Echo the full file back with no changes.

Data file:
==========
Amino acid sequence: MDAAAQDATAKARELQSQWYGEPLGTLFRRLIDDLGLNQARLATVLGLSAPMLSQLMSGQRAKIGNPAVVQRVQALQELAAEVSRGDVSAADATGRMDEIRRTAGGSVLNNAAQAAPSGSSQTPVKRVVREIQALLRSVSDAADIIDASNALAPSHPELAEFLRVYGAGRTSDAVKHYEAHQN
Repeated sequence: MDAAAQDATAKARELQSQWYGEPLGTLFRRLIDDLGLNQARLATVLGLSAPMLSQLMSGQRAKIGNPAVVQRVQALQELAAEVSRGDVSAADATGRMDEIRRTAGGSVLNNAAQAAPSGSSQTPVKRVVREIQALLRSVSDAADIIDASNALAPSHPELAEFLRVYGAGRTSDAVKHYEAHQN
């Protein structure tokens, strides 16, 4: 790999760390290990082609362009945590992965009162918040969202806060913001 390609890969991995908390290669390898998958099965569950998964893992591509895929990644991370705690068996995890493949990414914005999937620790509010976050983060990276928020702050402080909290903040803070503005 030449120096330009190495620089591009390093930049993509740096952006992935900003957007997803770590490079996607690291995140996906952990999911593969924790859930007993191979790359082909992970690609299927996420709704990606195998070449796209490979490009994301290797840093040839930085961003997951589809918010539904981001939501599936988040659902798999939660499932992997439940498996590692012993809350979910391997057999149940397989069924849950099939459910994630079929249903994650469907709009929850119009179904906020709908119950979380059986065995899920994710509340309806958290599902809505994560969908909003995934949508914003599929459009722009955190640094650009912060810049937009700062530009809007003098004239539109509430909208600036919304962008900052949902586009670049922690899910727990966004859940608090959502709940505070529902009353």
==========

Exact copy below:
Amino acid sequence: MDAAAQDATAKARELQSQWYGEPLGTLFRRLIDDLGLNQARLATVLGLSAPMLSQLMSGQRAKIGNPAVVQRVQALQELAAEVSRGDVSAADATGRMDEIRRTAGGSVLNNAAQAAPSGSSQTPVKRVVREIQALLRSVSDAADIIDASNALAPSHPELAEFLRVYGAGRTSDAVKHYEAHQN
Repeated sequence: MDAAAQDATAKARELQSQWYGEPLGTLFRRLIDDLGLNQARLATVLGLSAPMLSQLMSGQRAKIGNPAVVQRVQALQELAAEVSRGDVSAADATGRMDEIRRTAGGSVLNNAAQAAPSGSSQTPVKRVVREIQALLRSVSDAADIIDASNALAPSHPELAEFLRVYGAGRTSDAVKHYEAHQN
């Protein structure tokens, strides 16, 4: 790999760390290990082609362009945590992965009162918040969202806060913001 390609890969991995908390290669390898998958099965569950998964893992591509895929990644991370705690068996995890493949990414914005999937620790509010976050983060990276928020702050402080909290903040803070503005 030449120096330009190495620089591009390093930049993509740096952006992935900003957007997803770590490079996607690291995140996906952990999911593969924790859930007993191979790359082909992970690609299927996420709704990606195998070449796209490979490009994301290797840093040839930085961003997951589809918010539904981001939501599936988040659902798999939660499932992997439940498996590692012993809350979910391997057999149940397989069924849950099939459910994630079929249903994650469907709009929850119009179904906020709908119950979380059986065995899920994710509340309806958290599902809505994560969908909003995934949508914003599929459009722009955190640094650009912060810049937009700062530009809007003098004239539109509430909208600036919304962008900052949902586009670049922690899910727990966004859940608090959502709940505070529902009353």